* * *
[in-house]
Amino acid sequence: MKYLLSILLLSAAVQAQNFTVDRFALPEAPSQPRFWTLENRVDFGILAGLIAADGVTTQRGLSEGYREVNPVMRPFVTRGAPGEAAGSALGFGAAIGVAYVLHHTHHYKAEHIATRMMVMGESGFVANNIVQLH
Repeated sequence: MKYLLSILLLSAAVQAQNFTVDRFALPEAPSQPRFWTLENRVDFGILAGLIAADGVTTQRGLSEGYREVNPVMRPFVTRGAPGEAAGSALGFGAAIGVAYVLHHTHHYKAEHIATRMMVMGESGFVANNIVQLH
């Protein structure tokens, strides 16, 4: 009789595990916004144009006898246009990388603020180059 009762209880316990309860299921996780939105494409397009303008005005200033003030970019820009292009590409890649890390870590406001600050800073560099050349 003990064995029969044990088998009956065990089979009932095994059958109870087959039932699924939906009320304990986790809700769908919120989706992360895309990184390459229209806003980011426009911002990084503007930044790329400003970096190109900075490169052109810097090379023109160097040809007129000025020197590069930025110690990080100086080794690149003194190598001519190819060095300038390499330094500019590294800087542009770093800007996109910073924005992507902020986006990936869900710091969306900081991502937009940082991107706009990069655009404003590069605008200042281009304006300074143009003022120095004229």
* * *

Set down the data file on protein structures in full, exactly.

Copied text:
[in-house]
Amino acid sequence: MKYLLSILLLSAAVQAQNFTVDRFALPEAPSQPRFWTLENRVDFGILAGLIAADGVTTQRGLSEGYREVNPVMRPFVTRGAPGEAAGSALGFGAAIGVAYVLHHTHHYKAEHIATRMMVMGESGFVANNIVQLH
Repeated sequence: MKYLLSILLLSAAVQAQNFTVDRFALPEAPSQPRFWTLENRVDFGILAGLIAADGVTTQRGLSEGYREVNPVMRPFVTRGAPGEAAGSALGFGAAIGVAYVLHHTHHYKAEHIATRMMVMGESGFVANNIVQLH
């Protein structure tokens, strides 16, 4: 009789595990916004144009006898246009990388603020180059 009762209880316990309860299921996780939105494409397009303008005005200033003030970019820009292009590409890649890390870590406001600050800073560099050349 003990064995029969044990088998009956065990089979009932095994059958109870087959039932699924939906009320304990986790809700769908919120989706992360895309990184390459229209806003980011426009911002990084503007930044790329400003970096190109900075490169052109810097090379023109160097040809007129000025020197590069930025110690990080100086080794690149003194190598001519190819060095300038390499330094500019590294800087542009770093800007996109910073924005992507902020986006990936869900710091969306900081991502937009940082991107706009990069655009404003590069605008200042281009304006300074143009003022120095004229």